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Using Food Labels

Food labels give you information to help you make healthy food choices and compare similar foods.  Nutrition information is found in three different places on food labels:

1. Ingredient list

2. Nutrition Facts table

3. Nutrient content claims and health claims

You can use food labels to make healthier food choices.  Healthy food choices will help to improve your overall health.  It also helps you manage conditions such as diabetes, high blood pressure, high cholesterol, and food allergies.

It is the law that most foods have a label. Some foods that don’t need a label are:

  • Fresh vegetables and fruit
  • Raw meat, poultry (ground meat and ground poultry must have labels)
  • Raw fish and seafood
  • Pre-packaged meat and poultry that are barbecued, roasted, or broiled in the store
  • Baked foods made in the store
  • Alcoholic drinks
  • Bulk foods
  • Foods sold at farmers markets and craft shows, when sold by the person who made them
  • Individual portions of food not for re-sale (including ketchup packets, coffee creamers)

Ingredient List

Look for ingredient lists on food packages.  The ingredient list tells you what is in the food.  Ingredients are listed by weight from most to least.  The first few ingredients are those in the highest amounts.  Reading ingredient lists is important for people with food allergies.  It is also useful for people who avoid or limit certain ingredients.

Nutrition Facts table

The Nutrition Facts table gives you information on serving size, calories, and at least 13 different nutrients.  Use the Nutrition Facts table to compare similar foods.

Choose foods that are:

  • Higher in fibre, vitamins, calcium, and iron
  • Lower in sugar, salt, and fat

A note on serving size:

The serving size listed in the Nutrition Facts table is the amount of food that is often eaten at one time.  The serving size in the table is not always the same as the serving sizes in Canada’s Food Guide.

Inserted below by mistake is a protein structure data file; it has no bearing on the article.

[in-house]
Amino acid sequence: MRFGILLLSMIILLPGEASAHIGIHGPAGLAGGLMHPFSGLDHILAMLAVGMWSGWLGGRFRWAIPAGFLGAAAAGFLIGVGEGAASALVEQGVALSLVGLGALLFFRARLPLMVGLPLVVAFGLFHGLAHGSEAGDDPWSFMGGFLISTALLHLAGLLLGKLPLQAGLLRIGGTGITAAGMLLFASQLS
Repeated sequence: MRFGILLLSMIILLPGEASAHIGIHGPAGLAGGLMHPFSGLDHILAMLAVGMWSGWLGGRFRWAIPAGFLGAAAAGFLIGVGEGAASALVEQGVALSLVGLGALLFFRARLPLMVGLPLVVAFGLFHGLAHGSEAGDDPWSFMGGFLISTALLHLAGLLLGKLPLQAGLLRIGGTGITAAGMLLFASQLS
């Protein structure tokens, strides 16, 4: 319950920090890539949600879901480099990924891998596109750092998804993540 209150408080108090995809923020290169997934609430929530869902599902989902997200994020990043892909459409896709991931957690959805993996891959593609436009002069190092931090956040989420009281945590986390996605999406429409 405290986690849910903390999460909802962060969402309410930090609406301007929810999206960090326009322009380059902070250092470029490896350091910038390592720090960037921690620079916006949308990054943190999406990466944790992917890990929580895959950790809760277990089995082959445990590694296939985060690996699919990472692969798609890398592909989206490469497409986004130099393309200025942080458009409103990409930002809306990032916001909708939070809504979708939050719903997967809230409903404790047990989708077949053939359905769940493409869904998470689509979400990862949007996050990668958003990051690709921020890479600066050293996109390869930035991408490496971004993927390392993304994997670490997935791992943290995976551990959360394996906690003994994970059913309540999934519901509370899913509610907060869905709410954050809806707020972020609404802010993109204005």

Follow the guidelines from Canada’s Food Guide to choose the amount and type of food needed for your age and gender.

Reading the Nutrition Facts table

Below is a sample Nutrition Facts table for a blueberry muffin.  Look at the information in the table as you read the information beside it.

Serving size is listed at the top of the Nutrition Facts table.  All the information in the table is based on this serving size.  If you eat more or less than the listed serving size, you need to adjust the nutrient amounts listed.  For example, if you ate half of this blueberry muffin you would need to divide all the nutrient amounts in half.

Calories are the amount of energy in one serving.

Fat is the total amount of fat in one serving.

Saturated and trans fats are part of the total amount of fat.  These fats raise your blood cholesterol.  Choose foods that are lower in saturated and trans fats.

Cholesterol is the amount of dietary cholesterol in one serving.  A food may have no cholesterol but sill be high in saturated and trans fat.

Sodium is the amount of sodium in one serving.  Salt is made from sodium.  Look for foods with less than 200 mg of sodium in individual items.

Carbohydrate is the total amount of fibre, sugar and starch in one serving.  Often the amount of starch is not listed, but it always counts as part of the carbohydrate total.

Fibre is the amount of fibre in one serving.  Fibre is helpful for bowel health and can lower your risk of certain diseases.  Choose foods that are higher in fibre.

Sugars may be naturally present or added to food during processing.  Read the ingredient list to see if sugar was added.  Limit how much added sugar you eat.  See the last page for more information about added sugars.

% Daily Value can be used to see if a food has a little or a lot of a nutrient in one serving of the food.

Quick guide to % Daily Value:

  • 5% or less is a little.
  • 15% or more is a lot.
  • Choose foods with less fat, saturated and trans fat, and sodium.
  • Choose foods with more fibre, vitamins, calcium, and iron.

Nutrient Content and Health Claims

Nutrient content claims are statements made on a food package about one nutrient such as fat, salt, sodium, or fibre (for example: “A very high source of fibre.”)

Health claims describe a link between what you eat and certain diseases (for example: “A healthy diet low in saturated and trans fats may reduce the risk of heart diseases.”).

A food must meet government standards before it can display a nutrient content claim or a health claim.

What do nutrient content claims mean?